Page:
Effective writing, as I’ve told my Creative Writing students, often means creating a kind of webwork of connections between as many elements as possible within a story. I’ve mentioned this before, how it is something I probably first encountered in an explicit sense when Nalo Hopkinson showed us (at Clarion West back in 2006) a neat technique one can use to thicken the broth of connections in a text. If I remember right, she wrote a list of characters, and a list of scenes (or themes? it’s fuzzy in my memory), and then worked out how each character (or theme) connected to each scene. If two characters meet by chance, its one thing, but what if they were connected through something else, like a college they’re both attending, or a workplace at which they both applied but were turned down?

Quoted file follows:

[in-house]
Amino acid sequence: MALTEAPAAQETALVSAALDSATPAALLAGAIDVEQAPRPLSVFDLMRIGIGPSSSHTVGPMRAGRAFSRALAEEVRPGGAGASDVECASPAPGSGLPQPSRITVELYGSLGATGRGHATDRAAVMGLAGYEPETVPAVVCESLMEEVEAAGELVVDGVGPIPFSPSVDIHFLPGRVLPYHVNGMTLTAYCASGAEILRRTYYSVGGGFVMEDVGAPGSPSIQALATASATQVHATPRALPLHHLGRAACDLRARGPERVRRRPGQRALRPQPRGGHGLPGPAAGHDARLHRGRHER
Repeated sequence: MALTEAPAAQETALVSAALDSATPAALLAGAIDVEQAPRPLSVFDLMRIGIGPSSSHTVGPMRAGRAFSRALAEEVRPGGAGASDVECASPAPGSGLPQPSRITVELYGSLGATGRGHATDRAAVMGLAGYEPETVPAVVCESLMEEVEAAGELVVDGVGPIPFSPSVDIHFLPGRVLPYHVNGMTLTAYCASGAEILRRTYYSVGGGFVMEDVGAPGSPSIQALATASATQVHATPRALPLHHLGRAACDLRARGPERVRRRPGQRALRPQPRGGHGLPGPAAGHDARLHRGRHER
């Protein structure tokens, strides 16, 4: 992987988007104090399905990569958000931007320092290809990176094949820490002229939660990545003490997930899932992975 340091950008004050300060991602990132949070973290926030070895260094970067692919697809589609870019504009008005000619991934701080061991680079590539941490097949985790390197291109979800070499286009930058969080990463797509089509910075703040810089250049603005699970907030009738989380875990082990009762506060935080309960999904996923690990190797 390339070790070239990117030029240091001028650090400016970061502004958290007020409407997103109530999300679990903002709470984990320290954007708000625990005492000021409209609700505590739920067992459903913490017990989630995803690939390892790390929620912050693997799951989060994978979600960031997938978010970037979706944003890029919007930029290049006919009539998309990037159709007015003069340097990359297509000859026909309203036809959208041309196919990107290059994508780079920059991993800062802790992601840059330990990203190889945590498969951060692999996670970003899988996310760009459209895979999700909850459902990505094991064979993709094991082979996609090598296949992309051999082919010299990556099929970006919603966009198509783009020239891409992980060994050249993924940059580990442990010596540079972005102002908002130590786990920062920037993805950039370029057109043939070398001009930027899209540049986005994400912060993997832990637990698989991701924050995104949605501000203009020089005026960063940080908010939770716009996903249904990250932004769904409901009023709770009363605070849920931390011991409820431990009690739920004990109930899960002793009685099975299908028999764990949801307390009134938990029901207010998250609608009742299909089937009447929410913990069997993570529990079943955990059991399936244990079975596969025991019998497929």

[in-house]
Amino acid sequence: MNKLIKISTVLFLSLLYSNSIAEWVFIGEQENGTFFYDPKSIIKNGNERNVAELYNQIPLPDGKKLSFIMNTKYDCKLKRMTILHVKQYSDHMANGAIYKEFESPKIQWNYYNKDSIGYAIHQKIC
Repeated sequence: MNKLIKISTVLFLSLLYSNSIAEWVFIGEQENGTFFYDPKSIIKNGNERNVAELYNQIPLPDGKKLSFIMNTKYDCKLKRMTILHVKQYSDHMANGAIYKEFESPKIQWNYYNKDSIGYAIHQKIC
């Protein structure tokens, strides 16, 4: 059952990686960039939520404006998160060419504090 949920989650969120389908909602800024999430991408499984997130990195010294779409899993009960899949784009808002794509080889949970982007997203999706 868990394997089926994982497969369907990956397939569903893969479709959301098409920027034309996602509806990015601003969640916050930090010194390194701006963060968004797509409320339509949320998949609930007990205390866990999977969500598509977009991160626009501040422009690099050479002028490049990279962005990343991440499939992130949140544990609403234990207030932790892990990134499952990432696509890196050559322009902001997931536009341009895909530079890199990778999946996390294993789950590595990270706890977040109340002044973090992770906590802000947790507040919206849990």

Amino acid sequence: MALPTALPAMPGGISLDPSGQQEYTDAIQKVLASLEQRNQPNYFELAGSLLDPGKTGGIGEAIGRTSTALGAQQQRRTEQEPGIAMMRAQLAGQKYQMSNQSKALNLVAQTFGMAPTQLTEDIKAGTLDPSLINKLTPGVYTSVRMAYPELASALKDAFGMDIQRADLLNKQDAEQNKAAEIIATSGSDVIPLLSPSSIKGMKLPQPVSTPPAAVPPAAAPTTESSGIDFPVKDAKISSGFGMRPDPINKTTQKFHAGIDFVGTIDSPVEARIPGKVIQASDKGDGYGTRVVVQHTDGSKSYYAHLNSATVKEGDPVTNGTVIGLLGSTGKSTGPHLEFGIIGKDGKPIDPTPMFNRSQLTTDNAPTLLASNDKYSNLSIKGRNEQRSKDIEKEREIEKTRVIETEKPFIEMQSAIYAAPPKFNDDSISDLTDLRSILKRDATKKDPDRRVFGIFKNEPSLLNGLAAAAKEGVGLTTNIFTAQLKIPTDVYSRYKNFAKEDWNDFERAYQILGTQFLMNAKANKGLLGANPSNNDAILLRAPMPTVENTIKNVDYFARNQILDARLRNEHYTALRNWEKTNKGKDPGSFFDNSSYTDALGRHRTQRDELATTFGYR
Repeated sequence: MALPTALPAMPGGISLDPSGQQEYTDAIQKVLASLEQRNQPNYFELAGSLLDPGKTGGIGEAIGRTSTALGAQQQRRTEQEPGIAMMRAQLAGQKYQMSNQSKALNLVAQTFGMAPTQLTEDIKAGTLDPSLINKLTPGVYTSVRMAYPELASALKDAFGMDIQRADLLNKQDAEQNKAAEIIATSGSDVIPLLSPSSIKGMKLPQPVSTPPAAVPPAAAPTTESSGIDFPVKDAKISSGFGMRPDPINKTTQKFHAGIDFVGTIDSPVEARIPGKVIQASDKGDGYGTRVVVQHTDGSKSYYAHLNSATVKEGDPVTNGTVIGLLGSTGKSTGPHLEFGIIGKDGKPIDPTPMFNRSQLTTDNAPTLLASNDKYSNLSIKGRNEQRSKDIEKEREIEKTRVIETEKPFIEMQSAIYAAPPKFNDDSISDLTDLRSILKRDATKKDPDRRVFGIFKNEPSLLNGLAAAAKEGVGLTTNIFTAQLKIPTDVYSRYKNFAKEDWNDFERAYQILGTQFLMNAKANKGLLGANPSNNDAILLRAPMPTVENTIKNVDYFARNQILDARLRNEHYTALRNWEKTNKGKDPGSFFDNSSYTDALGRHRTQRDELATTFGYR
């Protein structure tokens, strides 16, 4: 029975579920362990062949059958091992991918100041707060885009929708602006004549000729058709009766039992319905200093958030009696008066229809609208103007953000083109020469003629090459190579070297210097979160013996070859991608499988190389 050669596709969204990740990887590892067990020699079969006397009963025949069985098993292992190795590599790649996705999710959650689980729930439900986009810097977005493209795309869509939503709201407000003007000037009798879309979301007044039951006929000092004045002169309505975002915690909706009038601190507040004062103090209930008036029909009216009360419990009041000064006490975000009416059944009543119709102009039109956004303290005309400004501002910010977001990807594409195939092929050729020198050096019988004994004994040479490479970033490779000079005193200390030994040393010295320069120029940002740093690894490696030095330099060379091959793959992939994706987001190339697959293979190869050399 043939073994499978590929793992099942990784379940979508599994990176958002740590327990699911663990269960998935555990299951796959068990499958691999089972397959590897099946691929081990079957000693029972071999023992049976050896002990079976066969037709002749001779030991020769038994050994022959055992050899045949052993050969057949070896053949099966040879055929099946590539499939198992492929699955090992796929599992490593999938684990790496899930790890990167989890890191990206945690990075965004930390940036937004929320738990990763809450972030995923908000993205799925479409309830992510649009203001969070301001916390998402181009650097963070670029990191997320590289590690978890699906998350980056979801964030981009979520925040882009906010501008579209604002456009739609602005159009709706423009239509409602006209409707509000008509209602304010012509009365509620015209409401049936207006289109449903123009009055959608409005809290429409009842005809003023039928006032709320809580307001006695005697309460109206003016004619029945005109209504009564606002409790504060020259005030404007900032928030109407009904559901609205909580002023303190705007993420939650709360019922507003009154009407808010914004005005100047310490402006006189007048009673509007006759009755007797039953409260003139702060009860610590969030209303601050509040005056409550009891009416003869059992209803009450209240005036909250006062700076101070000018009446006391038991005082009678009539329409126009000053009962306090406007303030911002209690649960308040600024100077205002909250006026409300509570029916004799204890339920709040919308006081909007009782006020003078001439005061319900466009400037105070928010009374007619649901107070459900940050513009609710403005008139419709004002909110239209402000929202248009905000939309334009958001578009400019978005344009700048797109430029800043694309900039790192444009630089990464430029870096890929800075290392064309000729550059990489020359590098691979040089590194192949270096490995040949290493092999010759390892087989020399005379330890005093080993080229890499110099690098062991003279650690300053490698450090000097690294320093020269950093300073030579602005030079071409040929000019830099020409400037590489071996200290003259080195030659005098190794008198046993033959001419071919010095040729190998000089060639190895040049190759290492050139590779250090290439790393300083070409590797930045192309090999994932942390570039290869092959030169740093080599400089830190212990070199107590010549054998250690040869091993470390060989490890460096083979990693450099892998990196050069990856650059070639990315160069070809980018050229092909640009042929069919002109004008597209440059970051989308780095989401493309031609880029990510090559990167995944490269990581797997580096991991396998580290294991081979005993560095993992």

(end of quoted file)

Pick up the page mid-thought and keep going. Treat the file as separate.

There probably is a potential for overkill, if things are so hyperconnected that a text becomes overrun with the linkages. The line is hard to draw, though. A blogger who links only to posts on his or her own website can grow tiresome, but if you only read the site once a year, it can be interesting. Stories are concentrated, distilled crucibles of connectivity, and for that reason, they’re stylized representations of human lives, just as characters are stylized representations of human beings. Like with written dialog, we appreciate written characters because they somehow feel “real” to us — but they feel that way precisely because of how unreal, how particularly stylized they are. Just so, stories can and should have a greater set of cohesive connections than a normal person’s life likely would have.